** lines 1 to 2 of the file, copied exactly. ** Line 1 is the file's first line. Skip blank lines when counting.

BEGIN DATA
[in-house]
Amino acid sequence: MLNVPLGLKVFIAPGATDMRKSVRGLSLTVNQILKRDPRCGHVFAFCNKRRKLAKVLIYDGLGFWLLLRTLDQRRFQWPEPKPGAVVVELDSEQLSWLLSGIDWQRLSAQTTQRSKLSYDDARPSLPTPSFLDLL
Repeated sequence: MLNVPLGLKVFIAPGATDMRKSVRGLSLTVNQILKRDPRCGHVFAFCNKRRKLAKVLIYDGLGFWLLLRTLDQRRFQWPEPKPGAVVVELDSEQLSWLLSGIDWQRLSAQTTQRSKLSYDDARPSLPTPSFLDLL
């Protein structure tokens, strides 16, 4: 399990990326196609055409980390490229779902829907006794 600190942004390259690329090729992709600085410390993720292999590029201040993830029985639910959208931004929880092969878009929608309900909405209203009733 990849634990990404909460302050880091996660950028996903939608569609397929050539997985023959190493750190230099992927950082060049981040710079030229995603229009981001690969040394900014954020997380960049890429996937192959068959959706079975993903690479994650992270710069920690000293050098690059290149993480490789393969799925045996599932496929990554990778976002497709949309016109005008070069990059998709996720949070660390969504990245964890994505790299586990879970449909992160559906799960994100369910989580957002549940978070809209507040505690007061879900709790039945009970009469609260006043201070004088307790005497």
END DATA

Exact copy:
[in-house]
Amino acid sequence: MLNVPLGLKVFIAPGATDMRKSVRGLSLTVNQILKRDPRCGHVFAFCNKRRKLAKVLIYDGLGFWLLLRTLDQRRFQWPEPKPGAVVVELDSEQLSWLLSGIDWQRLSAQTTQRSKLSYDDARPSLPTPSFLDLL